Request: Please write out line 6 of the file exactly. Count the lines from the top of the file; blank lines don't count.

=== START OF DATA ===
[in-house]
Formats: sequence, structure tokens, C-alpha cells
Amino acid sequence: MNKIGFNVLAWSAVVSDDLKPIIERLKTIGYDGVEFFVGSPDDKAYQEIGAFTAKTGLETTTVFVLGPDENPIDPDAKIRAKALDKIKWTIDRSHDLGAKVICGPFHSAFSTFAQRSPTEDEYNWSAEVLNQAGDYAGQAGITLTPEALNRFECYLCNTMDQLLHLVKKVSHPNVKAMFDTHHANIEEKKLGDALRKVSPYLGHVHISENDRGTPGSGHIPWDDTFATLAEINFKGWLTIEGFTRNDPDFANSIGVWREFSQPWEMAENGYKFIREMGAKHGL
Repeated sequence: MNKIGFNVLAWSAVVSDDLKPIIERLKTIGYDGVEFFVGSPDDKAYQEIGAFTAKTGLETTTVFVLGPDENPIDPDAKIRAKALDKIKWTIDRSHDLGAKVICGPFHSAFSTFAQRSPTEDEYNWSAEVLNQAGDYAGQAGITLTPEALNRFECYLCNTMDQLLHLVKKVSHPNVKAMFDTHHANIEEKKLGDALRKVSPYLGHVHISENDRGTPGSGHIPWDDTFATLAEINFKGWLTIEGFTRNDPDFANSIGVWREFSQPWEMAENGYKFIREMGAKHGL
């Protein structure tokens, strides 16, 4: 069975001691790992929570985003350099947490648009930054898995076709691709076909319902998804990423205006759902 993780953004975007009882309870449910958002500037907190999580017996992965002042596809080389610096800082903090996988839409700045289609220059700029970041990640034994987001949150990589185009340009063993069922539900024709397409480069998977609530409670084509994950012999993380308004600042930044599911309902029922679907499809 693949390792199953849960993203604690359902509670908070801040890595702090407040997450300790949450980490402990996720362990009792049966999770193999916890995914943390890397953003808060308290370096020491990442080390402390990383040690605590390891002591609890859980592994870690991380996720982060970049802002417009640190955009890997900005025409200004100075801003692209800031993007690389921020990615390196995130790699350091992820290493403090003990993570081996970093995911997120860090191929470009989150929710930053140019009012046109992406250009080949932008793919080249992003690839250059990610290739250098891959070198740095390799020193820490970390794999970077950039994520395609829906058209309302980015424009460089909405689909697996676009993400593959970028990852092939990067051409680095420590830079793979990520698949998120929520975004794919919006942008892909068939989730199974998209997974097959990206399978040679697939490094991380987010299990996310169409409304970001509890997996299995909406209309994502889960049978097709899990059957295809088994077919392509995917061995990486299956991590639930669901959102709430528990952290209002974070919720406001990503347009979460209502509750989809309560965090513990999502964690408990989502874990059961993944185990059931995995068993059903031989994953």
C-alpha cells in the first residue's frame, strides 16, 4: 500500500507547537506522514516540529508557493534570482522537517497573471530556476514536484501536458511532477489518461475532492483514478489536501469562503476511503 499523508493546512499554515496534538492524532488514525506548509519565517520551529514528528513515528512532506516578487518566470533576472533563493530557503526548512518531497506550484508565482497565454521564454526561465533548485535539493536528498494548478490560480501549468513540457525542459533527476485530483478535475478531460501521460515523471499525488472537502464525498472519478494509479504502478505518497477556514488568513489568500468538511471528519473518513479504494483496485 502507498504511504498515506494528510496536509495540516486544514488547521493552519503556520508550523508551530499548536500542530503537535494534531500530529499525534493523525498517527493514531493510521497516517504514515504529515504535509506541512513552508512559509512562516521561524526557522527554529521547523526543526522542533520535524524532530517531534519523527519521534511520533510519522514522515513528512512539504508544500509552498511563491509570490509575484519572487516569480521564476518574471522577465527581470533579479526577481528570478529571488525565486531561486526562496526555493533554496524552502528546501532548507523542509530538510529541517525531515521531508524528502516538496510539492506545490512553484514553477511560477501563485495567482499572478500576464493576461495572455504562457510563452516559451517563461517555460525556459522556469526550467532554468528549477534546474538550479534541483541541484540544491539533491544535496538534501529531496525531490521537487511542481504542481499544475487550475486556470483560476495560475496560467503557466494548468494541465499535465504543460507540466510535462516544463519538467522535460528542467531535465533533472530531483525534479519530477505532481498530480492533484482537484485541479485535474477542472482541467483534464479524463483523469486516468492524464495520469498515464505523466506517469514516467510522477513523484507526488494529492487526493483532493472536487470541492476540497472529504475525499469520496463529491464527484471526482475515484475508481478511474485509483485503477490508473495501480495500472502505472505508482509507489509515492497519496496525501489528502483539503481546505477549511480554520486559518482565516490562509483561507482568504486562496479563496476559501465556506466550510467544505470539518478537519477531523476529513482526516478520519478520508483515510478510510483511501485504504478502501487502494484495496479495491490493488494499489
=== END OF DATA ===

C-alpha cells in the first residue's frame, strides 16, 4: 500500500507547537506522514516540529508557493534570482522537517497573471530556476514536484501536458511532477489518461475532492483514478489536501469562503476511503 499523508493546512499554515496534538492524532488514525506548509519565517520551529514528528513515528512532506516578487518566470533576472533563493530557503526548512518531497506550484508565482497565454521564454526561465533548485535539493536528498494548478490560480501549468513540457525542459533527476485530483478535475478531460501521460515523471499525488472537502464525498472519478494509479504502478505518497477556514488568513489568500468538511471528519473518513479504494483496485 502507498504511504498515506494528510496536509495540516486544514488547521493552519503556520508550523508551530499548536500542530503537535494534531500530529499525534493523525498517527493514531493510521497516517504514515504529515504535509506541512513552508512559509512562516521561524526557522527554529521547523526543526522542533520535524524532530517531534519523527519521534511520533510519522514522515513528512512539504508544500509552498511563491509570490509575484519572487516569480521564476518574471522577465527581470533579479526577481528570478529571488525565486531561486526562496526555493533554496524552502528546501532548507523542509530538510529541517525531515521531508524528502516538496510539492506545490512553484514553477511560477501563485495567482499572478500576464493576461495572455504562457510563452516559451517563461517555460525556459522556469526550467532554468528549477534546474538550479534541483541541484540544491539533491544535496538534501529531496525531490521537487511542481504542481499544475487550475486556470483560476495560475496560467503557466494548468494541465499535465504543460507540466510535462516544463519538467522535460528542467531535465533533472530531483525534479519530477505532481498530480492533484482537484485541479485535474477542472482541467483534464479524463483523469486516468492524464495520469498515464505523466506517469514516467510522477513523484507526488494529492487526493483532493472536487470541492476540497472529504475525499469520496463529491464527484471526482475515484475508481478511474485509483485503477490508473495501480495500472502505472505508482509507489509515492497519496496525501489528502483539503481546505477549511480554520486559518482565516490562509483561507482568504486562496479563496476559501465556506466550510467544505470539518478537519477531523476529513482526516478520519478520508483515510478510510483511501485504504478502501487502494484495496479495491490493488494499489